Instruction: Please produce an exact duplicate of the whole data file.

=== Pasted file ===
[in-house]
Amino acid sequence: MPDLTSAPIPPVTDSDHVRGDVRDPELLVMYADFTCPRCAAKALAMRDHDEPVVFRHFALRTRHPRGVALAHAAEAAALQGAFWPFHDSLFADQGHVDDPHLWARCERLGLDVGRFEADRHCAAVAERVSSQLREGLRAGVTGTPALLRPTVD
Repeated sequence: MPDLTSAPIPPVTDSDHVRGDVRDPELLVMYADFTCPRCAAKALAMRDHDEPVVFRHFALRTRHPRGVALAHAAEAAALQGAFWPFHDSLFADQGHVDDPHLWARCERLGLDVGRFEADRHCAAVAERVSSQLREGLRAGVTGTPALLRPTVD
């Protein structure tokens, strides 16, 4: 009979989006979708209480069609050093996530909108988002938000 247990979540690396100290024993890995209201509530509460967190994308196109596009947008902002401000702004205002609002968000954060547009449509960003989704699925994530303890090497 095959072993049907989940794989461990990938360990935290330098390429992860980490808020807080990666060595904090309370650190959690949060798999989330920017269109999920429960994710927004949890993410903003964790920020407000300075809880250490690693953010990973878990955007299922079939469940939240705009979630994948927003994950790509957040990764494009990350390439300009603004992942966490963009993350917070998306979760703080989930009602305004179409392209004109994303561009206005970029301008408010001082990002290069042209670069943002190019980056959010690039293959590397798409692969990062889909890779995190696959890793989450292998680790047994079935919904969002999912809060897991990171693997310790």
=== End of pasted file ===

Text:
[in-house]
Amino acid sequence: MPDLTSAPIPPVTDSDHVRGDVRDPELLVMYADFTCPRCAAKALAMRDHDEPVVFRHFALRTRHPRGVALAHAAEAAALQGAFWPFHDSLFADQGHVDDPHLWARCERLGLDVGRFEADRHCAAVAERVSSQLREGLRAGVTGTPALLRPTVD
Repeated sequence: MPDLTSAPIPPVTDSDHVRGDVRDPELLVMYADFTCPRCAAKALAMRDHDEPVVFRHFALRTRHPRGVALAHAAEAAALQGAFWPFHDSLFADQGHVDDPHLWARCERLGLDVGRFEADRHCAAVAERVSSQLREGLRAGVTGTPALLRPTVD
């Protein structure tokens, strides 16, 4: 009979989006979708209480069609050093996530909108988002938000 247990979540690396100290024993890995209201509530509460967190994308196109596009947008902002401000702004205002609002968000954060547009449509960003989704699925994530303890090497 095959072993049907989940794989461990990938360990935290330098390429992860980490808020807080990666060595904090309370650190959690949060798999989330920017269109999920429960994710927004949890993410903003964790920020407000300075809880250490690693953010990973878990955007299922079939469940939240705009979630994948927003994950790509957040990764494009990350390439300009603004992942966490963009993350917070998306979760703080989930009602305004179409392209004109994303561009206005970029301008408010001082990002290069042209670069943002190019980056959010690039293959590397798409692969990062889909890779995190696959890793989450292998680790047994079935919904969002999912809060897991990171693997310790």